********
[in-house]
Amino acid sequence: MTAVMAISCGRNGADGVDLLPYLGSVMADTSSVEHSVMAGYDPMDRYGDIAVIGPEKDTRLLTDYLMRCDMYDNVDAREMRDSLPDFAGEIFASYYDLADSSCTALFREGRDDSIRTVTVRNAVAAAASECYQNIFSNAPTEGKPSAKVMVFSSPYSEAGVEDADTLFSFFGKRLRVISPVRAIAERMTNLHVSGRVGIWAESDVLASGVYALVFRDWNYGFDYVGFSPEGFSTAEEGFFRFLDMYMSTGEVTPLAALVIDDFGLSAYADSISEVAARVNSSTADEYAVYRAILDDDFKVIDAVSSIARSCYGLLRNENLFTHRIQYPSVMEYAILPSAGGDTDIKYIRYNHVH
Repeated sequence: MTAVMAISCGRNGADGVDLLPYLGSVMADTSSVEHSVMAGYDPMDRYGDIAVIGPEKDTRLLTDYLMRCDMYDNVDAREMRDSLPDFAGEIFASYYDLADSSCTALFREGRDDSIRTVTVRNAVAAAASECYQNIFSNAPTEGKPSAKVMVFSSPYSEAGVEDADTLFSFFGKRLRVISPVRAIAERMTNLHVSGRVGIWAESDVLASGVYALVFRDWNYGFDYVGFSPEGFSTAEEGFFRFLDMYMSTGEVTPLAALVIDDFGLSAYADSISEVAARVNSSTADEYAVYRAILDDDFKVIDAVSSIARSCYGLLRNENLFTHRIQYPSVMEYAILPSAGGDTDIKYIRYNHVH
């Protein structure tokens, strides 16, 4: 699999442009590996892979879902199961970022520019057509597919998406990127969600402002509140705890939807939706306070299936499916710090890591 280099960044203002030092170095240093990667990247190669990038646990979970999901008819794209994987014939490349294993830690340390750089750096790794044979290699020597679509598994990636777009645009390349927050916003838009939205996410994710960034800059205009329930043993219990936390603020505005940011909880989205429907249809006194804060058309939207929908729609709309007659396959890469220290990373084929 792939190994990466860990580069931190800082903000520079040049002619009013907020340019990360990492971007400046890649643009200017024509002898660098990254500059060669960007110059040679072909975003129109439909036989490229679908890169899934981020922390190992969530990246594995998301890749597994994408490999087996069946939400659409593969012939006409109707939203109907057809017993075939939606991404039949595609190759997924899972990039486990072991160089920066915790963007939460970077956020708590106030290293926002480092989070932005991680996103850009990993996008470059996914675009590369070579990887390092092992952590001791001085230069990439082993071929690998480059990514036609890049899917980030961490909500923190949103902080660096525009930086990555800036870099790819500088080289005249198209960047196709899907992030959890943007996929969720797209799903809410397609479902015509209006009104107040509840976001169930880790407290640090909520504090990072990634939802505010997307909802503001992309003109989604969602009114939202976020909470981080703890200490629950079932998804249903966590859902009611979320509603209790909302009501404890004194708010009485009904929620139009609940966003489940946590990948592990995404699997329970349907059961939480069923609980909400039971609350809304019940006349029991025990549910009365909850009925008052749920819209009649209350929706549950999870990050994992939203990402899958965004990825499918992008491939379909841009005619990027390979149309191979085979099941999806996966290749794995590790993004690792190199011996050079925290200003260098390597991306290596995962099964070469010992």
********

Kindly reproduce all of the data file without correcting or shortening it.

[in-house]
Amino acid sequence: MTAVMAISCGRNGADGVDLLPYLGSVMADTSSVEHSVMAGYDPMDRYGDIAVIGPEKDTRLLTDYLMRCDMYDNVDAREMRDSLPDFAGEIFASYYDLADSSCTALFREGRDDSIRTVTVRNAVAAAASECYQNIFSNAPTEGKPSAKVMVFSSPYSEAGVEDADTLFSFFGKRLRVISPVRAIAERMTNLHVSGRVGIWAESDVLASGVYALVFRDWNYGFDYVGFSPEGFSTAEEGFFRFLDMYMSTGEVTPLAALVIDDFGLSAYADSISEVAARVNSSTADEYAVYRAILDDDFKVIDAVSSIARSCYGLLRNENLFTHRIQYPSVMEYAILPSAGGDTDIKYIRYNHVH
Repeated sequence: MTAVMAISCGRNGADGVDLLPYLGSVMADTSSVEHSVMAGYDPMDRYGDIAVIGPEKDTRLLTDYLMRCDMYDNVDAREMRDSLPDFAGEIFASYYDLADSSCTALFREGRDDSIRTVTVRNAVAAAASECYQNIFSNAPTEGKPSAKVMVFSSPYSEAGVEDADTLFSFFGKRLRVISPVRAIAERMTNLHVSGRVGIWAESDVLASGVYALVFRDWNYGFDYVGFSPEGFSTAEEGFFRFLDMYMSTGEVTPLAALVIDDFGLSAYADSISEVAARVNSSTADEYAVYRAILDDDFKVIDAVSSIARSCYGLLRNENLFTHRIQYPSVMEYAILPSAGGDTDIKYIRYNHVH
């Protein structure tokens, strides 16, 4: 699999442009590996892979879902199961970022520019057509597919998406990127969600402002509140705890939807939706306070299936499916710090890591 280099960044203002030092170095240093990667990247190669990038646990979970999901008819794209994987014939490349294993830690340390750089750096790794044979290699020597679509598994990636777009645009390349927050916003838009939205996410994710960034800059205009329930043993219990936390603020505005940011909880989205429907249809006194804060058309939207929908729609709309007659396959890469220290990373084929 792939190994990466860990580069931190800082903000520079040049002619009013907020340019990360990492971007400046890649643009200017024509002898660098990254500059060669960007110059040679072909975003129109439909036989490229679908890169899934981020922390190992969530990246594995998301890749597994994408490999087996069946939400659409593969012939006409109707939203109907057809017993075939939606991404039949595609190759997924899972990039486990072991160089920066915790963007939460970077956020708590106030290293926002480092989070932005991680996103850009990993996008470059996914675009590369070579990887390092092992952590001791001085230069990439082993071929690998480059990514036609890049899917980030961490909500923190949103902080660096525009930086990555800036870099790819500088080289005249198209960047196709899907992030959890943007996929969720797209799903809410397609479902015509209006009104107040509840976001169930880790407290640090909520504090990072990634939802505010997307909802503001992309003109989604969602009114939202976020909470981080703890200490629950079932998804249903966590859902009611979320509603209790909302009501404890004194708010009485009904929620139009609940966003489940946590990948592990995404699997329970349907059961939480069923609980909400039971609350809304019940006349029991025990549910009365909850009925008052749920819209009649209350929706549950999870990050994992939203990402899958965004990825499918992008491939379909841009005619990027390979149309191979085979099941999806996966290749794995590790993004690792190199011996050079925290200003260098390597991306290596995962099964070469010992």